R&B balladeer Jaheim Hoagland
hails from New Brunswick, New Jersey, where he grew up in the 176 Memorial Parkway Homes public housing project. Misfortune hit early: his father died in 1981, when he was only two years old. Coming from a musical family helped him overcome the tragedy and the many pitfalls of his environment. His grandfather, Victor Hoagland
, sang with many top groups, including the Drifters
, and their family reunions were big songfests. Singing at family reunions and local talent shows preceded a successful tryout at the Apollo Theater's famously tough talent show. The crooner, whose sound resembled an unlikely hybrid of Teddy Pendergrass
and Luther Vandross
, won the contest three times when he was 15.
Two years later, Jaheim
experienced more tragedy when his mother died, but he kept the faith and became a sensation in New Jersey at talent shows. Four years after his mother's death, he recorded a demo that led to a deal with Divine Mill, a division of Warner Bros. Ghetto Love, his first album, featured an all-star crew that included Next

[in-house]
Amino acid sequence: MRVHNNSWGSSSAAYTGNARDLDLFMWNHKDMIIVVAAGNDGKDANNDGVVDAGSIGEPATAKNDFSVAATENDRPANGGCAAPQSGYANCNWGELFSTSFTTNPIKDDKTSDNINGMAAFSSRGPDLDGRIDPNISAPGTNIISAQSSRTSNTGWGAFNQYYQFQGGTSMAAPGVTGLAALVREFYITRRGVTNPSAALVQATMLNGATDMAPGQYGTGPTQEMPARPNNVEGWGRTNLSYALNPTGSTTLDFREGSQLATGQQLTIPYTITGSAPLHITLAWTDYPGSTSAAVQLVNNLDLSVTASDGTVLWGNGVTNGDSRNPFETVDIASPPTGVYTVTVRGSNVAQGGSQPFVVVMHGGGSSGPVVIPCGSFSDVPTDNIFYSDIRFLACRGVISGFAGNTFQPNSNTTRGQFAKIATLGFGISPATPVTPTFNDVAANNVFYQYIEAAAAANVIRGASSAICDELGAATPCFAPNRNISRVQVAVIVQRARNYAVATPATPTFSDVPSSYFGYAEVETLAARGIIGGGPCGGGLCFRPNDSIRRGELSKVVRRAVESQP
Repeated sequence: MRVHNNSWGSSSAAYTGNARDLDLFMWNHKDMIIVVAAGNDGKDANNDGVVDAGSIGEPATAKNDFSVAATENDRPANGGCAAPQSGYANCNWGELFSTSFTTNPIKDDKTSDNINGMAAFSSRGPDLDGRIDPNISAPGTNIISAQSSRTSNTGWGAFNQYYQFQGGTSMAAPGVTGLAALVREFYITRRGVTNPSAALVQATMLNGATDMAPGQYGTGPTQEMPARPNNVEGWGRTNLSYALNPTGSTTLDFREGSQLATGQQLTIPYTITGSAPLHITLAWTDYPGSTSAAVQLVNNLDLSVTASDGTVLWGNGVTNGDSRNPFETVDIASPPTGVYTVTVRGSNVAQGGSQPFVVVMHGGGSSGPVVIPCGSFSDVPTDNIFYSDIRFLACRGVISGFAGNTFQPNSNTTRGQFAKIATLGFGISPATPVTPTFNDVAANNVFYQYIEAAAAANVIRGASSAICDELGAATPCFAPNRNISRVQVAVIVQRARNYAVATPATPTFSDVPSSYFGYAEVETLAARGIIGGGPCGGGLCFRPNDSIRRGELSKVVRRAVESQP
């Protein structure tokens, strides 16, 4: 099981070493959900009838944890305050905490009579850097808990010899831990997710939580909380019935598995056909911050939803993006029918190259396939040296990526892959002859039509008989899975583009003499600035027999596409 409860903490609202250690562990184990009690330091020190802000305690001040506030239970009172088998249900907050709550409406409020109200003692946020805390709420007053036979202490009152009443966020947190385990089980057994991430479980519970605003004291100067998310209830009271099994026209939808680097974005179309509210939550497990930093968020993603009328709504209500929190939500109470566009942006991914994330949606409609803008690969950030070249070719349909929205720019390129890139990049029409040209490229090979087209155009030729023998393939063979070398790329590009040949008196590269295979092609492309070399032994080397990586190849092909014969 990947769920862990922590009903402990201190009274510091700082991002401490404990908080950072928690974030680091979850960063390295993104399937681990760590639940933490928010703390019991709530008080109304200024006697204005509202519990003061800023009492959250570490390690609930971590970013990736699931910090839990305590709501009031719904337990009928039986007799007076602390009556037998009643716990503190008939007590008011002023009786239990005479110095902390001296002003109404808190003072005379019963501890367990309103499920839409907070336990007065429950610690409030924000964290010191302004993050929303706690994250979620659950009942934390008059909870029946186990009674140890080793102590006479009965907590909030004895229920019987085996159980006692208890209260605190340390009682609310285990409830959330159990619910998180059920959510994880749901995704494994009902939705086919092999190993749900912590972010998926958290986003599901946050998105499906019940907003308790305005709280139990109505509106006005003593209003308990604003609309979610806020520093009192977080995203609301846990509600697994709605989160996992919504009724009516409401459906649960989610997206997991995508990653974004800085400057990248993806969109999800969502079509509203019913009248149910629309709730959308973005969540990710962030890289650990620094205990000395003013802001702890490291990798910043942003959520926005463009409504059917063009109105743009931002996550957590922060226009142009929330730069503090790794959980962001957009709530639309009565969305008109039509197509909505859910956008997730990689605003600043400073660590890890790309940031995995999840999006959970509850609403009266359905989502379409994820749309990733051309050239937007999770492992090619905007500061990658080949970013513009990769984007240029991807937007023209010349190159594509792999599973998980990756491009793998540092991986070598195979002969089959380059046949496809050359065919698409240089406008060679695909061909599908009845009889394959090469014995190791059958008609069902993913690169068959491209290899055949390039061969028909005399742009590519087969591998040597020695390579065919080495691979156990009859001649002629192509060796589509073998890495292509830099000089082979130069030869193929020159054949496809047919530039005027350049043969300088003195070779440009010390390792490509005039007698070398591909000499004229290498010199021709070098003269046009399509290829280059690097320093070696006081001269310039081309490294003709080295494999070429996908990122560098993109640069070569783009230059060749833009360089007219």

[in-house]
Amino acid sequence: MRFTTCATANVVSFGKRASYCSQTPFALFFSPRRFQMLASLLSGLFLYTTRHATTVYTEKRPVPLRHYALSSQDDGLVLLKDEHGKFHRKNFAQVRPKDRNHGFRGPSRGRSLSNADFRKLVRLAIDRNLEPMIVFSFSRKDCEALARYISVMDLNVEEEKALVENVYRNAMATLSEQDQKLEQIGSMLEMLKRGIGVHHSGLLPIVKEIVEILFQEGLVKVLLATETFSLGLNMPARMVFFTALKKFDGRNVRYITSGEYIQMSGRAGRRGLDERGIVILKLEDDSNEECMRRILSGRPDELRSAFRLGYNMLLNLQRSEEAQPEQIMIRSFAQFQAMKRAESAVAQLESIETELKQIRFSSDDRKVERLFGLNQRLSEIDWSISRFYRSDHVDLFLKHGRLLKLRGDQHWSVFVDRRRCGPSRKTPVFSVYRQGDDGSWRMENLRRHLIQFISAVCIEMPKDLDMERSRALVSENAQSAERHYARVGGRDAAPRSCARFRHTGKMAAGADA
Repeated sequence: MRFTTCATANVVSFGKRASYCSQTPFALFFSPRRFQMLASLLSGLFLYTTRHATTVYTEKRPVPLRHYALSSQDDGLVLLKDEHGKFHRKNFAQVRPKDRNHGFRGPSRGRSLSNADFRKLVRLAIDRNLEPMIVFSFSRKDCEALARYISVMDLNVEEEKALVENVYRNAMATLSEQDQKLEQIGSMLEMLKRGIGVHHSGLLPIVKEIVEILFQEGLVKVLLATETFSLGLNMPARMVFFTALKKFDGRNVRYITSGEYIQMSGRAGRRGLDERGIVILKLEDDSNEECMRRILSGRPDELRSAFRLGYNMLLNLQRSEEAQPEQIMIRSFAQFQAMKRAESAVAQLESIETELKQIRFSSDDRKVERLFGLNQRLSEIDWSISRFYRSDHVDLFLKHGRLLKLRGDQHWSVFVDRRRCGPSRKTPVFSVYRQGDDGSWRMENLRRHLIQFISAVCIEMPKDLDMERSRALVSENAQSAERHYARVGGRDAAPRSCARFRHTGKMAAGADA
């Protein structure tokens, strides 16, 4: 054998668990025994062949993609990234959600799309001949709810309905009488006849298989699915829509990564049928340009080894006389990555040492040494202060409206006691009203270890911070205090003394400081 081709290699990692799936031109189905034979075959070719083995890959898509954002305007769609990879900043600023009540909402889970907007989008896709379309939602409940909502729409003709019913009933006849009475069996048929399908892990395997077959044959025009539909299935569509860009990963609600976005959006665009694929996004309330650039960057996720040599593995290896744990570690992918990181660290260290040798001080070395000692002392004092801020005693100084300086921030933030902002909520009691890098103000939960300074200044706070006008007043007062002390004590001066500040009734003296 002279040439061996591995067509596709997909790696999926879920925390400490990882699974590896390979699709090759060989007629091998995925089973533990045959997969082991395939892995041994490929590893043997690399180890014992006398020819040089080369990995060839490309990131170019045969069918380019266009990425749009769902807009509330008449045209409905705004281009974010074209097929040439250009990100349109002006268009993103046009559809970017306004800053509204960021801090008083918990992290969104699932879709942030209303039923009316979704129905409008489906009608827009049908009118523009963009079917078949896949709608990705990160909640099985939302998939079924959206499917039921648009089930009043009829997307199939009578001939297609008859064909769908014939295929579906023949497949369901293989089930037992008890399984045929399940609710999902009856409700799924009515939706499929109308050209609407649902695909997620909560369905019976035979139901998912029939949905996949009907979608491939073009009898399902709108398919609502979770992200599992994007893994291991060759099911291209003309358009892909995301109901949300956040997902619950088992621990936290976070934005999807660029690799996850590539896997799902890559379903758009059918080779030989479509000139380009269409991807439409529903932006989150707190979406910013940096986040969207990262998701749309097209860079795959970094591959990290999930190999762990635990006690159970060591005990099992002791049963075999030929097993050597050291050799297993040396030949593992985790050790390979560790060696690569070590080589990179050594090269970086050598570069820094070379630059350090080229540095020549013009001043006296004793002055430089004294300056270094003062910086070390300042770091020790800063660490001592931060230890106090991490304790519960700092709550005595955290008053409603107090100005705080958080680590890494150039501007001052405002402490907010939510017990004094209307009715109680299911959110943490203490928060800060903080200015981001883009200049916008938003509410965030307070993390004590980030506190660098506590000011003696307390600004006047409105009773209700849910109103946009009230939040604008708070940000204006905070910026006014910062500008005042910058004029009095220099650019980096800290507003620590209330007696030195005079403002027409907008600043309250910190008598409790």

, and Darren
and Cliff Lighty
. Driven by the number two R&B/Hip-Hop single "Could It Be," it reached number nine on the Billboard 200 chart. His second album, Still Ghetto
, was released in November 2002. Another Top Ten hit, it placed two singles in the Top 40, "Fabulous" and "Anything." Ghetto Classics
followed in early 2006 (Valentine's Day, to be exact), and became his first number one album. The Makings of a Man
was released in December 2007, as drawn from classic R&B as his previous recordings, with references to Bobby Womack and Atlantic Starr. In late 2009, the single "Ain't Leavin' You" announced the coming of Another Round, which followed in February 2010. It was his fifth consecutive Top Ten R&B album. His sixth album, Appreciation Day, came in September 2013.